A super concept from VW

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Meet the brand-spanking-new VW GTI Supersport Vision concept. Beneath that curved and flowing bonnet is a 3.0L 503hp VR6 turbocharged engine linked to a seven-speed dual clutch DSG gearbox that delivers power to all four wheels. Coupled with 665Nm of torque, the Supersport catapults from 0-100km/h in just 3.6 seconds, on a par with the Enzo Ferrari, with a top speed of over 300kph.

Meanwhile, a power-to-weight ration of just 2.5kg per horsepower means a likely kerb weight of around 1,257kg, while a rear spoiler and diffuser means the Supersport will hug the tarmac tightly.

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Follow that ghost

jlr_urbanwindscreen_followmeghostcar-and-transparent-pillars_01_LowResWe love companies that take video game concepts and introduce them to the real world. Like Jaguar, for example – a few months back they announced they were developing a virtual windscreen.

The eggheads at Jaguar are at it again; this time it’s a ‘follow me ghost car’, a virtual projection of a car which basically shows you where to go. One of the first things we thought of when we saw it is the AI opponents in the likes of the Gran Turismo videogames. Though increased safety is the idea behind the new technology, you just know someone’s going to try to fiddle with the mechanics, and turn the ghost guide into a racing opponent.

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Jaguar’s virtual windscreen

Jaguar have recently revealed their latest technological concept and we have only two words for it – yes, please.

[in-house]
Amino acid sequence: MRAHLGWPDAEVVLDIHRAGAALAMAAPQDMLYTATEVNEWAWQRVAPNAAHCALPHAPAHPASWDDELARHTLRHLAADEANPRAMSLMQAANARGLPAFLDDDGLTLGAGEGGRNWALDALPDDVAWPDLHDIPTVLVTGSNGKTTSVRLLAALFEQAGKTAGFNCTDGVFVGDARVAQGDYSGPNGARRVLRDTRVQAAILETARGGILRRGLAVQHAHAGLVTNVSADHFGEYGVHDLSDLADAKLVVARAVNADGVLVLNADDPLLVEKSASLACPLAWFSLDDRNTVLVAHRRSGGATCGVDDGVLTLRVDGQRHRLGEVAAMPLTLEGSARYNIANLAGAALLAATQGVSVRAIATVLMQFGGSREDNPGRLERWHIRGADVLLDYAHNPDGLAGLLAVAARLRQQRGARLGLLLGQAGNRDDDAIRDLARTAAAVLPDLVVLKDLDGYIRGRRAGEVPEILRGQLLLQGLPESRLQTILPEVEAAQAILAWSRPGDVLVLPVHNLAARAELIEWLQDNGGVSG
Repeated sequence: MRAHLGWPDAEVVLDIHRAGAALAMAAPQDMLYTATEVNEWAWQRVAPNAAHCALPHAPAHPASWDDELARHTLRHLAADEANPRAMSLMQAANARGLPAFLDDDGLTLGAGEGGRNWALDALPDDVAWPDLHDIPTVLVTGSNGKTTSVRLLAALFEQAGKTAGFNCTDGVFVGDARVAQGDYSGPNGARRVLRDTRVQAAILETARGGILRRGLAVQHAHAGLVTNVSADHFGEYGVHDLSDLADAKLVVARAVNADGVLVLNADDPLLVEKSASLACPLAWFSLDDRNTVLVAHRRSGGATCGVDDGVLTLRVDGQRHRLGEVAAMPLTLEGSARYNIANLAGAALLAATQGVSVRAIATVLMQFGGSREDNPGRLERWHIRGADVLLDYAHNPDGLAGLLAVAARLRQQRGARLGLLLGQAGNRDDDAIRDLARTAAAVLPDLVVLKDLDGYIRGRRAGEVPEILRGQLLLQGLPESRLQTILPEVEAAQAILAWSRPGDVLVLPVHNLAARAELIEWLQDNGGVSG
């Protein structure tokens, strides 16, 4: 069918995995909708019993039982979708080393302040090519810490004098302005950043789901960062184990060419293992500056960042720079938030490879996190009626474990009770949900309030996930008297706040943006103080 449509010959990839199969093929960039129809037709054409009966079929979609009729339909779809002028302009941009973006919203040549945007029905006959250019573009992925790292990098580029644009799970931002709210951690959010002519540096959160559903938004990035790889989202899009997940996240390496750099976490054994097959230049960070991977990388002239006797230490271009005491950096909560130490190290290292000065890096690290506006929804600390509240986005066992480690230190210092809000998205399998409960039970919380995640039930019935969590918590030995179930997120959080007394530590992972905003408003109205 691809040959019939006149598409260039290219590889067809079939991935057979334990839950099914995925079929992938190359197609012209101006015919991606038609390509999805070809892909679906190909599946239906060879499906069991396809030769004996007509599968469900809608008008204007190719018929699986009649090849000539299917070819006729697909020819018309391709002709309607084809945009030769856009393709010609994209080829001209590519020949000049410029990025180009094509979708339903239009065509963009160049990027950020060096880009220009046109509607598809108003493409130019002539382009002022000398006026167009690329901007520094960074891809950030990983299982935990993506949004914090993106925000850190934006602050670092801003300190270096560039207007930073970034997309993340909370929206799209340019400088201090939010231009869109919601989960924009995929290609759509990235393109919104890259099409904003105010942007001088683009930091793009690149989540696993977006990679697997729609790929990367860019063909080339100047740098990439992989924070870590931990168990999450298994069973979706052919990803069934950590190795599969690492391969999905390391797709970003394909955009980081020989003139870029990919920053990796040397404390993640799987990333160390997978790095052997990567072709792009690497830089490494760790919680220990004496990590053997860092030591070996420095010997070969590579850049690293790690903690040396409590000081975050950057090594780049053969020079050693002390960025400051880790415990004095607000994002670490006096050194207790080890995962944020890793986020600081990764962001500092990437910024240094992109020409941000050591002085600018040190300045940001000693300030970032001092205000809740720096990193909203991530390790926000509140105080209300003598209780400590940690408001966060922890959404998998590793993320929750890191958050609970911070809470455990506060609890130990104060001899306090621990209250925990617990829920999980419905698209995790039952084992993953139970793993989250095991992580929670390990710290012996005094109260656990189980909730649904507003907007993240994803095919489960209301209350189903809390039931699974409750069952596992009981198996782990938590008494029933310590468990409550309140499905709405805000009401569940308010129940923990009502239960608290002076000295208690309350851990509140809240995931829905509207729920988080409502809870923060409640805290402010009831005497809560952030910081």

Basically speaking it’s a virtual windscreen – displaying lots of handy pieces of information on the glass including hazard, speed and navigation icons. Despite the fact that Jaguar are highlighting the everyday practicalities of this concept in terms of safer driving (so drivers needn’t take their eyes off the road), the most exciting thing is that it could also help drivers to go even faster on a track day (people generally bring their Jags to track days, right?). That’s more like it.

Virtual racing lines and braking guidance could be projected on the windscreen along with your lap times and information on other drivers. It’ll also let you push your skills harder as you race against your previous laps or lap times which have been uploaded by other drivers.

Video gamers, rejoice. Gran Turismo is truly coming to life.

Armchair racers, rejoice!

Toyota_Gives_GT86_Drivers_The_Chance_To_Race_ThemselvesIt’s a scorching day. You’re hammering down the Fuji Speedway International Course, neck and neck with yourself in your Toyota GT86. Nope, it’s not that slightly uncomfortable dream you keep having, nor is it an especially vivid acid trip – it’s just the latest technology on offer from Japanese giants Toyota and Sony.

You see, one of the best things about Gran Turismo for many of us is the fact that you’re controlling (and crashing) real cars, cars which any one of us could – theoretically – own or drive some day, if we won the lotto or never had any bills to pay. Unfortunately, if your broadband isn’t great (read: quite a lot of Ireland), your competitors don’t really exist, and the thrill of beating virtual opponents doesn’t always last for terribly long.

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